Dr. Vaclav Nelhybel
Class of 1985
Vaclav Nelhybel conducts The University of Scranton Symphonic Band in a performance of his work "Agon" at Commencement 1985.
A liberal, or loving, education is one which frees us, makes us friends. Thus it is not a preparation for the banquet of life, but the beginning of the banquet itself. Throughout his life, Vaclav Nelhybel has educated the world to friendship, nourishing its spirit by creating harmony in his music.
We who share the goal of Jesuit education of finding God together in all things may be proud of our bond with Nelhybel, who enjoyed eight of his formative years at a Jesuit school. The Archbishop Gymnasium in Prague. Thereafter his musical talent developed rapidly at universities in Prague and Fribourg, so that at the age of twenty he was already conductor at Radio Prague. But the harmony of this first movement of his life ended with the crashing dissonance of World War II. The seeming destruction of love and community which Nelhybel experienced first-hand in this war would have led a lesser spirit to despair. As resurrection follows death, however, the third movement of his life recapitulated and resolved earlier themes, expressing them with a new vitality. After a year as assistant conductor of the Czech Philharmonic in 1945, Nelhybel was subsequently conductor and composer in residence at Swiss Radio and then musical director of Radio Free Europe, as well as guest conductor of many of the great orchestras of Europe. In 1950 he came to the United States and has since shared with us the talents previously enjoyed by Europeans. No less distinguished as a composer than as a conductor, Nelhybel has written hundreds of compositions, a rich variety of both choral and instrumental works. Of these, his Agon, written for our University of Scranton Symphonic Band to initiate its World Premiere Composition Series, especially elicits our gratitude. It sounds the creativity of God, which brings order out of chaos, life out of death, hanrmony out of discord, and thus it summarizes in one piece what has been expressed beautifully in Nelhybel’s life and works and which we hope will be expressed in the lives of all of our alumni. We are grateful that God continues to bless us with the symphony of Nelhybel, but cannot wait until its end to applaud it.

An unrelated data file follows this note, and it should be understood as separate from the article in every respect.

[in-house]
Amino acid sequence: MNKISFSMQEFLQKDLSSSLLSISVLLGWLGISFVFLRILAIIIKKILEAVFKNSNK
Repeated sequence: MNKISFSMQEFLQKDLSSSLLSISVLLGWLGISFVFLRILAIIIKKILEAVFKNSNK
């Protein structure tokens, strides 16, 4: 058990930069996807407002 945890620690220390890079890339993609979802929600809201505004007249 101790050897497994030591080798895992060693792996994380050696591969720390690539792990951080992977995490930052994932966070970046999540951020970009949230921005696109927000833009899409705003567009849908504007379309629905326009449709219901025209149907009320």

It is therefore with appreciation and enthusiasm that the President and Trustees of this University in solemn convocation assembled and in accord with our chartered authority, legally proclaim
Doctor of Humane Letters, Honoris Causa
That he may enjoy all the rights and privileges of this our highest honor, we have issued these letters patent under our hand and the corporate seal of the University on this twenty-sixth day of May, in the ninety-seventh year of the University and in the Year of Our Lord One Thousand Nine Hundred and Eighty-Five.
Marilyn Coar, Secretary
Rev. J.A. Panuska, S.J., President